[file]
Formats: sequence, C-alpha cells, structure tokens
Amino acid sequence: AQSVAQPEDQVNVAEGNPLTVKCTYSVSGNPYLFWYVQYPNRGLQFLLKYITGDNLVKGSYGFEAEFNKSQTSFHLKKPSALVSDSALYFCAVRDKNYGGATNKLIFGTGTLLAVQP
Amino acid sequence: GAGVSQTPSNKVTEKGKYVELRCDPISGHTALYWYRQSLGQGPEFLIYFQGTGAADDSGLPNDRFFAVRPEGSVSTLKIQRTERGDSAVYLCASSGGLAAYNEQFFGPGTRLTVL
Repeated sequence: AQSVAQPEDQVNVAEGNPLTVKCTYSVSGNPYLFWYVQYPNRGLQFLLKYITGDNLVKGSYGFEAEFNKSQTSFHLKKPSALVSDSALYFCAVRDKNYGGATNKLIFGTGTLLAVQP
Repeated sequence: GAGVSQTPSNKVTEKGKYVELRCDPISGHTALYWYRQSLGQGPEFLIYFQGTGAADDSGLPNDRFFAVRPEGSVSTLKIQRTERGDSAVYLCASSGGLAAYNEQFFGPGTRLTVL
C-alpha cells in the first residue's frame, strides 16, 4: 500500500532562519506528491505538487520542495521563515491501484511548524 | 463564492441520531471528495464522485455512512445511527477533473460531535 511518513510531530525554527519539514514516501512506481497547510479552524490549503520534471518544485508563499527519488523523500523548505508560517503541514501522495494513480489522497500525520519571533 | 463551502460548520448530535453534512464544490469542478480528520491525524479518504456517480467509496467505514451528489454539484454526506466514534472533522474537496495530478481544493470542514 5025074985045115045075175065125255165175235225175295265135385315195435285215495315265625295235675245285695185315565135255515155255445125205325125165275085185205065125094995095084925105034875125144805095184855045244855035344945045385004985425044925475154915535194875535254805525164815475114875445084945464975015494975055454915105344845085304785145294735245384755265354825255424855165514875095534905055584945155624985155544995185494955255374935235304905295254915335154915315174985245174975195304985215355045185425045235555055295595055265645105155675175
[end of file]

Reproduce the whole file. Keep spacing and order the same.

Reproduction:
Formats: sequence, C-alpha cells, structure tokens
Amino acid sequence: AQSVAQPEDQVNVAEGNPLTVKCTYSVSGNPYLFWYVQYPNRGLQFLLKYITGDNLVKGSYGFEAEFNKSQTSFHLKKPSALVSDSALYFCAVRDKNYGGATNKLIFGTGTLLAVQP
Amino acid sequence: GAGVSQTPSNKVTEKGKYVELRCDPISGHTALYWYRQSLGQGPEFLIYFQGTGAADDSGLPNDRFFAVRPEGSVSTLKIQRTERGDSAVYLCASSGGLAAYNEQFFGPGTRLTVL
Repeated sequence: AQSVAQPEDQVNVAEGNPLTVKCTYSVSGNPYLFWYVQYPNRGLQFLLKYITGDNLVKGSYGFEAEFNKSQTSFHLKKPSALVSDSALYFCAVRDKNYGGATNKLIFGTGTLLAVQP
Repeated sequence: GAGVSQTPSNKVTEKGKYVELRCDPISGHTALYWYRQSLGQGPEFLIYFQGTGAADDSGLPNDRFFAVRPEGSVSTLKIQRTERGDSAVYLCASSGGLAAYNEQFFGPGTRLTVL
C-alpha cells in the first residue's frame, strides 16, 4: 500500500532562519506528491505538487520542495521563515491501484511548524 | 463564492441520531471528495464522485455512512445511527477533473460531535 511518513510531530525554527519539514514516501512506481497547510479552524490549503520534471518544485508563499527519488523523500523548505508560517503541514501522495494513480489522497500525520519571533 | 463551502460548520448530535453534512464544490469542478480528520491525524479518504456517480467509496467505514451528489454539484454526506466514534472533522474537496495530478481544493470542514 5025074985045115045075175065125255165175235225175295265135385315195435285215495315265625295235675245285695185315565135255515155255445125205325125165275085185205065125094995095084925105034875125144805095184855045244855035344945045385004985425044925475154915535194875535254805525164815475114875445084945464975015494975055454915105344845085304785145294735245384755265354825255424855165514875095534905055584945155624985155544995185494955255374935235304905295254915335154915315174985245174975195304985215355045185425045235555055295595055265645105155675175